This May is National Teen Self Esteem Month, a time where we raise awareness about the
causes of low self esteem in teens and discover potential ways to build self confidence. The
transition from being a child to becoming an adult can be a difficult time for teenagers. Teens
become more aware of their physical appearance and experience hormonal changes during this
time. With the rise of social media, teens are constantly comparing themselves to others, which
can contribute to a low self-esteem as well. This month, we’re sharing a few ways that you can
encourage the development of positive self esteem habits with your teen.
Be a positive role model
Whether they care to admit it or not, teenagers learn a lot from their parents and will often
engage in similar patterns of behavior as they grow older. Therefore, it’s important to be a
positive role model for self-confidence for your teen. Avoid negative self-talk or criticism,
especially about your appearance. Instead, talk about the things you like about yourself so that
your teen has an example of what positive self talk looks like. This will help improve your teen’s
self esteem levels by encouraging them to focus on everything they like about themselves rather
than the features that they don’t.
Encourage open communication
When entering the age of adolescence, teens begin to experience more personal autonomy and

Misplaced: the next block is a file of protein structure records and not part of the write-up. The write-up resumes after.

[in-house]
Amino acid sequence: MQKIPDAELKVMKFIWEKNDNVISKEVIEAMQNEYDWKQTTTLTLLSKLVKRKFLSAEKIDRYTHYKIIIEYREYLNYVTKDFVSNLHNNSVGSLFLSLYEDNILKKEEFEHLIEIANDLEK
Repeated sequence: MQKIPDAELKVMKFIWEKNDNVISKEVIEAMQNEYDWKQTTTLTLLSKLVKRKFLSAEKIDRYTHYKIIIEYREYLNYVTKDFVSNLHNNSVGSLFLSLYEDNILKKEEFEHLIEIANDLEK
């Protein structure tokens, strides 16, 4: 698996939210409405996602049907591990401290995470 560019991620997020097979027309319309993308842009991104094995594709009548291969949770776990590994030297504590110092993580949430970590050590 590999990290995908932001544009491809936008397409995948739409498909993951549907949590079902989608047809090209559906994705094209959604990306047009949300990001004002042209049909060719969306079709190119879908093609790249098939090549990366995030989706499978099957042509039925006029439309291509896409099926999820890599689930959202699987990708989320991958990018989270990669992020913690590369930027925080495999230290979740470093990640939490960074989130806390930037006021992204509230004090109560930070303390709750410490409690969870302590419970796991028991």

freedom to make their own decisions. By encouraging your teen to talk openly with you, you’re
showing that you’re willing to treat them with respect and open to listening to what they have to
say. In fact, teens who do not have someone they can trust and confide in close to them may be
more likely to experience mental health issues, including depression. As a result of you being
willing to listen, your teen will feel more confident in making their own decisions and feel
comfortable reaching out to others.
Reaffirm that it’s okay to make mistakes
No one is immune to making mistakes, children, teens, and adults alike. It’s important to talk
with your teen and remind them that making mistakes is a natural part of learning and it doesn’t
reflect on who they are. Teenagers should understand that as they begin to branch out and try
new hobbies or get new interests, they may not always succeed the first time – and that’s okay.
Remind your teen that it’s okay to make mistakes, especially as they’re growing into adults.
The teenage years are a crucial time in establishing an individual’s self identity, as well as their
self esteem and self confidence. As part of National Teen Self Esteem Month, take some time to
ensure that your teen is developing positive self esteem by being a strong role model, allowing
open communication, and reminding them that everyone makes mistakes. If you suspect that
your teen is behaving in a way that goes beyond low self esteem, such as exhibiting signs of
depression, make sure they receive professional help.